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U.S. Utilities Expanding Managed Charging Programs for EVs, Finds Study

June 30, 2020
One-third of the top 100 utilities offer various managed charging programs, promising savings for customers and smoother power demand.

The sixth edition of Northeast Group's new study shows U.S. utilities are increasingly viewing electric vehicles (EVs) as a critical building block of their distributed energy resource (DER) plans, helping to smooth electricity demand while lowering costs for customers. For EV owners, utilities have been expanding their managed charging program offerings that help shift EV power demand to lower cost off-peak hours. Over one-third of the largest 100 utilities in the United States now offer these programs, according to the study.

"Utilities have long offered EV customers time-of-use (TOU) rates, but the recent shift to active managed charging has really opened the door to using EVs for demand response and subsequently as DERs," said Ben Gardner, president of Northeast Group. "Utilities can now directly control the charging of a customer's EV to the time when prices and demand are lowest, saving customers money while smoothing load curves."

In the mid-2010s, Northeast Group found that 18 of the 100 largest U.S. utilities offered EV tariffs, but managed charging had yet to take off. But now, in 2020, 21 of the top 100 utilities offer EV tariffs while 14 utilities offer active managed charging such as direct load control via the EV charger, automobile telematics, or both. Many of these are the largest utilities in the country — such as Pacific Gas and Electric Co. (PG&E) and Southern California Edison (SCE) in California and Duke Energy Carolinas — reaching a large swath of EV owners in the United States.

Honda Fit owners in SCE service territory are eligible for bonuses for participating in demand response events coordinated through eMotorWerks' JuiceNet software platform and relayed via Honda's onboard vehicle telematics. eMotorWerks coordinates the demand response events based on the California Independent System Operator (CAISO) signals. The HondaLink EV App considers real-time electricity grid conditions to reduce costs to the customer, while also considering customers' charging preferences.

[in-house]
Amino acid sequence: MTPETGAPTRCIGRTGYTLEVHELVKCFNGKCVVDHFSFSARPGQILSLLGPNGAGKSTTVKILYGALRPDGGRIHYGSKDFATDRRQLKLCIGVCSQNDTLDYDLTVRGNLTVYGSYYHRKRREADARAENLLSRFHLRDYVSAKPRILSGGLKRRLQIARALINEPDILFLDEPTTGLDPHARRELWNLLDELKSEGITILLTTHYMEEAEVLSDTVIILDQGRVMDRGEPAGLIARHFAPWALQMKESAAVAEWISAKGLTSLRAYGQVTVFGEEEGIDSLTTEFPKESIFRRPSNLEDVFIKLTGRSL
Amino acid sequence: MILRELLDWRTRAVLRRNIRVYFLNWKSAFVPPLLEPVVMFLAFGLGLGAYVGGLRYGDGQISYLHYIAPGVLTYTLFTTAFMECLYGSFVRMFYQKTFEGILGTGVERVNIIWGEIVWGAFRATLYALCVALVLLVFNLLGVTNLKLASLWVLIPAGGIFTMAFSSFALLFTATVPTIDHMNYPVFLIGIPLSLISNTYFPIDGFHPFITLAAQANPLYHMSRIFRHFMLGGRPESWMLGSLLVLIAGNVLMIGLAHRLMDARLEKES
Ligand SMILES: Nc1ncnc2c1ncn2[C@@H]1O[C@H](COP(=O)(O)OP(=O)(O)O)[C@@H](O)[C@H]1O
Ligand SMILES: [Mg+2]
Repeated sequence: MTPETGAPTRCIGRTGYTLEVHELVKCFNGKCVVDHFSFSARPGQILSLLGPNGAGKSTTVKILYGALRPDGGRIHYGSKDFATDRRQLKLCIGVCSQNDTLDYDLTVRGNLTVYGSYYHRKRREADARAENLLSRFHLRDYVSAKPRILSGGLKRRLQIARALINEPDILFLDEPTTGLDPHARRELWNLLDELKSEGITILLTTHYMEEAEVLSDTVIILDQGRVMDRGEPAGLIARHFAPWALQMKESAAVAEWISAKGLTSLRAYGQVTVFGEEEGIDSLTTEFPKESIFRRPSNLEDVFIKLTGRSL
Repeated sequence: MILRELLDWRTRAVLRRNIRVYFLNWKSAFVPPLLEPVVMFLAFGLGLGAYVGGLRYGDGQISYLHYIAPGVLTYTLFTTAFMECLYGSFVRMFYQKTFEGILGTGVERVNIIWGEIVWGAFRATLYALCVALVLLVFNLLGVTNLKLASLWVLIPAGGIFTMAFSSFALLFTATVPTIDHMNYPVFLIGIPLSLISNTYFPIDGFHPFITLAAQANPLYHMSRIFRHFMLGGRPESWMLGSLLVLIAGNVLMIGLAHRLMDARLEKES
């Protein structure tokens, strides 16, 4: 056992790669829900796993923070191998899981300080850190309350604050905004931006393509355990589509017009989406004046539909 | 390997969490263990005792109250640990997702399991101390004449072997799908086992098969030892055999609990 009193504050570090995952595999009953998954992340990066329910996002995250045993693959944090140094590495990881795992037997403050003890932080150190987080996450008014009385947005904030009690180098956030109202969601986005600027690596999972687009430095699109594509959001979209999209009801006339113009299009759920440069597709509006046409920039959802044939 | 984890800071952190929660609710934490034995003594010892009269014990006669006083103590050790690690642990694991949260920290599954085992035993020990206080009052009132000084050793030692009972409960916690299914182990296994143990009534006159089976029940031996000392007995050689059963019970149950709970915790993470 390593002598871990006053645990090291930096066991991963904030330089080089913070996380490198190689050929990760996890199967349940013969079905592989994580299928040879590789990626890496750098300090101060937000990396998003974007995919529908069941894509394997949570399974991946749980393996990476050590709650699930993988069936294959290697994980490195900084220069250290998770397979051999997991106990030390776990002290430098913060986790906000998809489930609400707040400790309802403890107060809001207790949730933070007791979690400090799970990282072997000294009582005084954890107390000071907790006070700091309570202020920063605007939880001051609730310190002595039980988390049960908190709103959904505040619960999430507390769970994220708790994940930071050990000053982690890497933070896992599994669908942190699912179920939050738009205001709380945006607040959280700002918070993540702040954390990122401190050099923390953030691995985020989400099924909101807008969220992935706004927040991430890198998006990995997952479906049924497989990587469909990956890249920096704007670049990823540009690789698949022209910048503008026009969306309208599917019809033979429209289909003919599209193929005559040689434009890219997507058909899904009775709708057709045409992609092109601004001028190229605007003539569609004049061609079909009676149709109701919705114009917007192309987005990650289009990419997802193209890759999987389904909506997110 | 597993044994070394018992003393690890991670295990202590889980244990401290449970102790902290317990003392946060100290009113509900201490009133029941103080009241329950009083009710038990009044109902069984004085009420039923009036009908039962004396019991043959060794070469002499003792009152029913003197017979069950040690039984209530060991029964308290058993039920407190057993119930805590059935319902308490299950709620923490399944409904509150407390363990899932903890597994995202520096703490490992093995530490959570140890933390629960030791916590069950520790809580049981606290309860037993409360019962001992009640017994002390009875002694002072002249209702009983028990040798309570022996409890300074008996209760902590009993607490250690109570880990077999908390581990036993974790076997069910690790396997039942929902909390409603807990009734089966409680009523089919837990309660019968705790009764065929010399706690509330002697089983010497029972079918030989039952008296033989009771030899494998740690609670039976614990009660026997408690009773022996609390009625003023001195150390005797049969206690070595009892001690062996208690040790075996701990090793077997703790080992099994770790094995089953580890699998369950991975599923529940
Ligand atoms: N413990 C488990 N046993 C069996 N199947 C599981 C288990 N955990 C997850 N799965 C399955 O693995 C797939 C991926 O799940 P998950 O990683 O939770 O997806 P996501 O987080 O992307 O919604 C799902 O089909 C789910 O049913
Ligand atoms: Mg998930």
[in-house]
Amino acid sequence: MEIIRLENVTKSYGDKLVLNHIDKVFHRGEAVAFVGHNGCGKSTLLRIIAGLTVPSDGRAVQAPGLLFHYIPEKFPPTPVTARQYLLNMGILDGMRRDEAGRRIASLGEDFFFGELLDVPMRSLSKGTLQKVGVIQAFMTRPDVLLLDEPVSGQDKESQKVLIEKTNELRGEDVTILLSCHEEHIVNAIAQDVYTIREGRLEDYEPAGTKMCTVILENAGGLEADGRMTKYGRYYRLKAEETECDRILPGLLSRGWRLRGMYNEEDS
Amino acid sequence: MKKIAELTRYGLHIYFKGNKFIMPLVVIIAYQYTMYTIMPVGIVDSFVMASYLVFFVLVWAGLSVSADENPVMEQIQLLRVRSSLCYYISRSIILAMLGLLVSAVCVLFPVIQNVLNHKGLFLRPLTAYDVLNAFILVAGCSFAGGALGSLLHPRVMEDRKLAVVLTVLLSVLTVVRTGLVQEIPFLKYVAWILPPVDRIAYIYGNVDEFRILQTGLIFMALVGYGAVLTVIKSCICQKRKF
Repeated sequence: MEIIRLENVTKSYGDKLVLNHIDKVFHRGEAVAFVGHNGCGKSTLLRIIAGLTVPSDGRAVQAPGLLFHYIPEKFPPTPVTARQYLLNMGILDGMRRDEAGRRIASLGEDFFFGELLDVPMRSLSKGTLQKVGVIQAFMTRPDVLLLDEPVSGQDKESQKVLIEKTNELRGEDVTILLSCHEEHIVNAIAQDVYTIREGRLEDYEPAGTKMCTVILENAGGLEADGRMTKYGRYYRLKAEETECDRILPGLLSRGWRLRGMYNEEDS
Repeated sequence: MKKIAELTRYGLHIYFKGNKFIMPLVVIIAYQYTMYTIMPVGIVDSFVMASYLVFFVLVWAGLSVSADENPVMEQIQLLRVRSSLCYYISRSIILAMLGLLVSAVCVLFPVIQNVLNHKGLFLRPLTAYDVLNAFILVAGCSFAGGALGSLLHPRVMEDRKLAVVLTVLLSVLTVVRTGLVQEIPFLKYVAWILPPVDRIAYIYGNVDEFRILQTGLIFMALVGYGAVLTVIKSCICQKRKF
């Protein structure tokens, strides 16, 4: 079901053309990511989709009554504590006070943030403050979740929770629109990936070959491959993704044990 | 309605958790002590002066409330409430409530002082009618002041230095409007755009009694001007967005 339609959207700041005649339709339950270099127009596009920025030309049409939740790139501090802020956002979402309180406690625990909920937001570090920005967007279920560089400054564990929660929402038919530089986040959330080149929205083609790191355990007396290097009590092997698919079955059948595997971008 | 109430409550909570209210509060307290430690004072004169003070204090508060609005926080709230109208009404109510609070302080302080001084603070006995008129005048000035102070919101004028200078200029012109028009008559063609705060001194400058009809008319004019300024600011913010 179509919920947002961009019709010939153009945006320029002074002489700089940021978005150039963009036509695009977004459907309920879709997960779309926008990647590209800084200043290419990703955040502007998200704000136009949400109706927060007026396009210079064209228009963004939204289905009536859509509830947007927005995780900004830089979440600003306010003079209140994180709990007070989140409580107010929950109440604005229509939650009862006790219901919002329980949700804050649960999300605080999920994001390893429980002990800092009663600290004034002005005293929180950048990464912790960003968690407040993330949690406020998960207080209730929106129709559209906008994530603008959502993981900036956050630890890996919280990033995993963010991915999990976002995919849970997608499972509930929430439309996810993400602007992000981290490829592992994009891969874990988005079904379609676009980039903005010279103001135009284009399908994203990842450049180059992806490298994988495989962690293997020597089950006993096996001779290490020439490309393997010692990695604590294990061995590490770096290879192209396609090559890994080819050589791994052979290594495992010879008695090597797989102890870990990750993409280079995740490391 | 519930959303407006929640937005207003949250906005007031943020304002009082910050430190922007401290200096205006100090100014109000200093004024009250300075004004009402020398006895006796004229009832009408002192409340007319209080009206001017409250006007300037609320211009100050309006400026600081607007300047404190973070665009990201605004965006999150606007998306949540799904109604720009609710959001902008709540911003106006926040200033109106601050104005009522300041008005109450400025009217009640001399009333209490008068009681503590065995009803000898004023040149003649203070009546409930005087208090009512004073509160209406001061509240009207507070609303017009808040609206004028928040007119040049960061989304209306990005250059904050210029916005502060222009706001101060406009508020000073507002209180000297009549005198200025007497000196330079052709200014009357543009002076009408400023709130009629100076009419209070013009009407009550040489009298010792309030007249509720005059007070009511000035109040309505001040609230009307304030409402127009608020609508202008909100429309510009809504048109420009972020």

Yet, participation rates remain low despite the savings. Northeast Group found that on average customers could save 37% more with EV managed charging or TOU rates than with standard electricity tariffs. For EVs to truly become an important DER, utilities will need to work with regulators and automobile and charging equipment vendors to demonstrate these benefits and incentivize these programs. One key element to boosting participation rates could be making 'opt out' the standard rather than 'opt in' for utility customers.

Utilities and regulators are already providing some good policy incentives and an expansion of these incentives across more states and service territories may help EV managed charging to grow. For example, some utilities offer their customers cash rebates to pay for EV chargers at home. These programs should be expanded. Also, customers can receive financial incentives if they allow the utility to control the charging of their EV during critical peak periods in a type of demand response program that helps to shift load to off-peak periods. By automatically enrolling customers in these types of programs (which they could still opt out of) versus waiting for them to opt in, utilities and regulators can greatly boost participation rates and the effectiveness of these programs.

EV managed charging programs offered by utilities have sought to keep pace with the growth of EVs on the roads. By its nature, the utility sector is heavily regulated so utility programs can take time to roll out but overall, utilities have done a pretty good job in offering their customers new and innovative options for recharging their EVs while at the same time acknowledging the potential of EVs as a DER.

Many utilities have already begun work in promoting managed charging programs, both on their own and with partners. Existing utility partners include automakers such as BMW, GM, Honda, and Nissan, charger manufacturers such as ChargePoint, Clipper Creek, and Greenlots (Shell), and grid vendors such as Itron and Siemens. Expansion of these programs — along with continued growth in EV sales —will ensure that EVs make a significant contribution to the growth of DERs in the United States.

For more information on EV Managed Charging: US Outlook & Benchmark of Top 100 Utilities, visit here.

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